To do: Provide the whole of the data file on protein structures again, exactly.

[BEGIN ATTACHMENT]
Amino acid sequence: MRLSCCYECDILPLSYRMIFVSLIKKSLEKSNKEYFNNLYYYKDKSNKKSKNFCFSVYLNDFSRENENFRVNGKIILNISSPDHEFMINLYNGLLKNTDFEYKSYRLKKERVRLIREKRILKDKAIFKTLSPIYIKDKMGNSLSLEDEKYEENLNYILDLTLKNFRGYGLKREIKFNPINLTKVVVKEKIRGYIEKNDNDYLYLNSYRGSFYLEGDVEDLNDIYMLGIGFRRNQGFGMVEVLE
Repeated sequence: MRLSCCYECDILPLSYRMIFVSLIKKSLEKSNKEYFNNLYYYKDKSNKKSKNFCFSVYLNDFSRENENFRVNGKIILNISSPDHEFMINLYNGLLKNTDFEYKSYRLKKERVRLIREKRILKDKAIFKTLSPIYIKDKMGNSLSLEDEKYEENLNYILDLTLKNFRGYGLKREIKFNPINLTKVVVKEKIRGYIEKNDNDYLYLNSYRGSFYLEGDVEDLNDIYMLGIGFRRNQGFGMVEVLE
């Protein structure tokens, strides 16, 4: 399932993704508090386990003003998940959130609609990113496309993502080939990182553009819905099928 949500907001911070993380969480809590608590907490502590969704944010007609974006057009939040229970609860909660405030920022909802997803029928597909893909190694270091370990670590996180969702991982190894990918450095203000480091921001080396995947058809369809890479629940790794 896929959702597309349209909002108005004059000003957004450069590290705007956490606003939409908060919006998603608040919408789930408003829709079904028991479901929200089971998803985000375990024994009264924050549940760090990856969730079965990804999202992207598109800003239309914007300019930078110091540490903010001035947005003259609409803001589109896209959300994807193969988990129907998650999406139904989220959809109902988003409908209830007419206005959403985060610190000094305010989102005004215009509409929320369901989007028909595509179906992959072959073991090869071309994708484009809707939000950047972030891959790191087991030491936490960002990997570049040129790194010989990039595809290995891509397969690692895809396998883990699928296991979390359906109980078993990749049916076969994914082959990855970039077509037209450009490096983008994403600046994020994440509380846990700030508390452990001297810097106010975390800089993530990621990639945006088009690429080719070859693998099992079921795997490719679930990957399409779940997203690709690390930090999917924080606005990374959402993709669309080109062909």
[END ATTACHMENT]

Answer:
Amino acid sequence: MRLSCCYECDILPLSYRMIFVSLIKKSLEKSNKEYFNNLYYYKDKSNKKSKNFCFSVYLNDFSRENENFRVNGKIILNISSPDHEFMINLYNGLLKNTDFEYKSYRLKKERVRLIREKRILKDKAIFKTLSPIYIKDKMGNSLSLEDEKYEENLNYILDLTLKNFRGYGLKREIKFNPINLTKVVVKEKIRGYIEKNDNDYLYLNSYRGSFYLEGDVEDLNDIYMLGIGFRRNQGFGMVEVLE
Repeated sequence: MRLSCCYECDILPLSYRMIFVSLIKKSLEKSNKEYFNNLYYYKDKSNKKSKNFCFSVYLNDFSRENENFRVNGKIILNISSPDHEFMINLYNGLLKNTDFEYKSYRLKKERVRLIREKRILKDKAIFKTLSPIYIKDKMGNSLSLEDEKYEENLNYILDLTLKNFRGYGLKREIKFNPINLTKVVVKEKIRGYIEKNDNDYLYLNSYRGSFYLEGDVEDLNDIYMLGIGFRRNQGFGMVEVLE
């Protein structure tokens, strides 16, 4: 399932993704508090386990003003998940959130609609990113496309993502080939990182553009819905099928 949500907001911070993380969480809590608590907490502590969704944010007609974006057009939040229970609860909660405030920022909802997803029928597909893909190694270091370990670590996180969702991982190894990918450095203000480091921001080396995947058809369809890479629940790794 896929959702597309349209909002108005004059000003957004450069590290705007956490606003939409908060919006998603608040919408789930408003829709079904028991479901929200089971998803985000375990024994009264924050549940760090990856969730079965990804999202992207598109800003239309914007300019930078110091540490903010001035947005003259609409803001589109896209959300994807193969988990129907998650999406139904989220959809109902988003409908209830007419206005959403985060610190000094305010989102005004215009509409929320369901989007028909595509179906992959072959073991090869071309994708484009809707939000950047972030891959790191087991030491936490960002990997570049040129790194010989990039595809290995891509397969690692895809396998883990699928296991979390359906109980078993990749049916076969994914082959990855970039077509037209450009490096983008994403600046994020994440509380846990700030508390452990001297810097106010975390800089993530990621990639945006088009690429080719070859693998099992079921795997490719679930990957399409779940997203690709690390930090999917924080606005990374959402993709669309080109062909």